BACK IN BLACK
Rescuing a Wrecked 2+2
Rescuing a wrecked 2+2
“Areal he-man’s car, the 2+2 combines muscle and grace, in huge proportions.” That’s how Motor Trend magazine described the Pontiac 2+2 in the Feb. 1965 issue. Introduced in 1964, the first 2+2 was basically a Catalina with bucket seats. Although it came standard with a 389-inch, two-barrel engine, it was a perfect platform on which to add muscle, and many buyers did just that. Checking off goodies like a 421 engine, Tri-power carburetion, a four-speed transmission, and a tachometer from Pontiac’s long list of performance options could turn a pussycat into a snarling tiger. Available as a two-door hardtop or convertible, the 2+2 was identified on the outside by just small “2+2” emblems on the fenders and one on the trunk lid.
Not a lot of attention was given to the 2+2 in 1964. Fewer than 8,000 units were sold, largely due to internal competition from the GTO, which was introduced that same year.
For 1965 Pontiac got more serious about the 2+2, making the 421 engine and heavy-duty suspension standard equipment, deleting the Catalina nameplates, and adding pinstriping and a set of decorative louvers to the front fenders. Styling was new for all 1965 fullsize models, with coupe versions receiving a sleek, semi-fastback roofline. Perhaps Jan P. Norbye and Jim Dunne described the styling of the 1965 Pontiacs best in their 1979 book, Pontiac—The Post War Years:
“The 1965 Pontiacs were just spectacular. They looked fantastic, and they looked right. In side view, the 1965 Pontiac had a decidedly aggressive profile. The front fender ran straight forward, and gave the impression of leaning forward on the bumpers, so the car looked poised for takeoff.”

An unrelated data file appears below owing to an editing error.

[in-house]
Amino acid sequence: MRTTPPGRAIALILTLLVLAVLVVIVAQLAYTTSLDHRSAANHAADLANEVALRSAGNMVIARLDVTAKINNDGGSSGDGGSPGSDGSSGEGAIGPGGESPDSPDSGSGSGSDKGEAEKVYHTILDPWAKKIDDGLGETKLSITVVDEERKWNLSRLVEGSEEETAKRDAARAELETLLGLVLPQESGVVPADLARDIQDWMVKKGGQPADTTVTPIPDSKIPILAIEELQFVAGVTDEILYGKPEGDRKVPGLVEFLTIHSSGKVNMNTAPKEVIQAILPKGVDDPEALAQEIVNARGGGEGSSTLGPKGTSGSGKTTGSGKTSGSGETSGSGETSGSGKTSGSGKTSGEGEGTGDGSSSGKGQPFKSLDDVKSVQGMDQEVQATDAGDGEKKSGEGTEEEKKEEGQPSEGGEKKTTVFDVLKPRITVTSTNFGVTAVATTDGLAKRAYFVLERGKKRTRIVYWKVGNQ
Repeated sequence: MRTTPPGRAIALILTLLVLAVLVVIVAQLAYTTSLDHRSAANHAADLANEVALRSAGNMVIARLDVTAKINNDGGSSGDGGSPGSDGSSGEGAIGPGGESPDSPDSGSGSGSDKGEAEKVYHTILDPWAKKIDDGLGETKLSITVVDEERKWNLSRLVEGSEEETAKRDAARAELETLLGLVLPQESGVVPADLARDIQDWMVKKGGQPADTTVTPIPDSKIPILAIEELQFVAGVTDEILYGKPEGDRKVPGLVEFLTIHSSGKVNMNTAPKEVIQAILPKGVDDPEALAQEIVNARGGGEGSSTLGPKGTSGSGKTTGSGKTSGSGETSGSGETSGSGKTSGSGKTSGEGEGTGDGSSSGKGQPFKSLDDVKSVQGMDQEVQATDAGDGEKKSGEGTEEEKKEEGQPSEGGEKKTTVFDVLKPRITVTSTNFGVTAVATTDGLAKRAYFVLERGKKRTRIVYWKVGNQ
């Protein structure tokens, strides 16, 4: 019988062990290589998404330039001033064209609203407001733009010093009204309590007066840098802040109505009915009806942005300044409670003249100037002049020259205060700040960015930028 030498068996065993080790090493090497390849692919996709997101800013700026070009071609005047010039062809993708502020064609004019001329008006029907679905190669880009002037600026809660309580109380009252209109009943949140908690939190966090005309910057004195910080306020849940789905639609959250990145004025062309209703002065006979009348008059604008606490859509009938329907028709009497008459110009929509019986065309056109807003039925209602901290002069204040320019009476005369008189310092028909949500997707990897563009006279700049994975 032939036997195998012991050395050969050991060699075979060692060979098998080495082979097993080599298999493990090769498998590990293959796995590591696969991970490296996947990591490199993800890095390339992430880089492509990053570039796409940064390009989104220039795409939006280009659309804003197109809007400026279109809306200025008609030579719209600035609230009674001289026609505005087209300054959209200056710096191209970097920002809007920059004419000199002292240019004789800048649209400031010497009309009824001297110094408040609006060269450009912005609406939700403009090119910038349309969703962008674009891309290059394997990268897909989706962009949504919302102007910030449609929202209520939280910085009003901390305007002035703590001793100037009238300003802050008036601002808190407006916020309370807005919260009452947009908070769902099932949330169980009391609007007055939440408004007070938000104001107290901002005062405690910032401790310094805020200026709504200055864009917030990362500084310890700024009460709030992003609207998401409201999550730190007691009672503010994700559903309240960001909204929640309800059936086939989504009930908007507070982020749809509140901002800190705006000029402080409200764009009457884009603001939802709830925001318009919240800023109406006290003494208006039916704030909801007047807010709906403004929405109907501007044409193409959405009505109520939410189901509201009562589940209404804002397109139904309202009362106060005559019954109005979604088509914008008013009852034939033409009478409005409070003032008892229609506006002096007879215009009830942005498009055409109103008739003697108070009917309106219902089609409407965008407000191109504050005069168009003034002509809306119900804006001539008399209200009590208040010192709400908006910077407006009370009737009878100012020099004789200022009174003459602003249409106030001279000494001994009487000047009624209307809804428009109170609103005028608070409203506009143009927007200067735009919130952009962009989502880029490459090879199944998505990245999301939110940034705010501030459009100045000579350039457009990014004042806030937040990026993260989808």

They go on to say, “A sizable but smooth kickup in the beltline at the start of the rear fender conveyed the idea of power, acceleration, and speed. Vertical louvers in the front fender, just aft of the wheel opening, evoked the racing image Pontiac sought to preserve despite having pulled out of the sport two years earlier.”
Critics loved the new 1965 Pontiacs. Motor Trend gave its Car of the Year award to the entire Pontiac Division.
Under the hood of the Pontiac 2+2 was a standard 338hp, fourbarrel 421. Buyers could step up to a Tri-power, 356hp engine, or opt for the top-of-the-line engine, the 376hp 421 H.O. (High
“The owner was into Mopars and wanted to sell it”
Output). The H.O. featured Tri-power, a hotter cam and heads, plus special long-branch exhaust manifolds. A three-speed manual transmission was standard, but most buyers specified the fourspeed manual transmission with Hurst shifter or the Turbo Hydramatic 400 three-speed automatic.
A road test article published by Car and Driver magazine in 1965 that pitted the Pontiac 2+2 against a Ferrari 330 GT 2+2 created shock waves when it concluded that the Pontiac was faster in the quarter-mile, faster from zero to 60 mph, and completed the road-course test less than a half-second behind the Ferrari. The Pontiac, prepared by a team from Royal Pontiac, “came off the line like a Navy Crusader off a catapult, wheels spinning, rear end down, and no axle tramp at all.”
According to the report, “Even with the standard 3.42 axle ratio, the Pontiac’s best quarter-mile time was 106 mph in 13.30 seconds—plenty spectacular for us, but the cause for some headshaking and excuse making from the Royal mechanics, who wanted us to use a 4.11 ratio and slick tires.”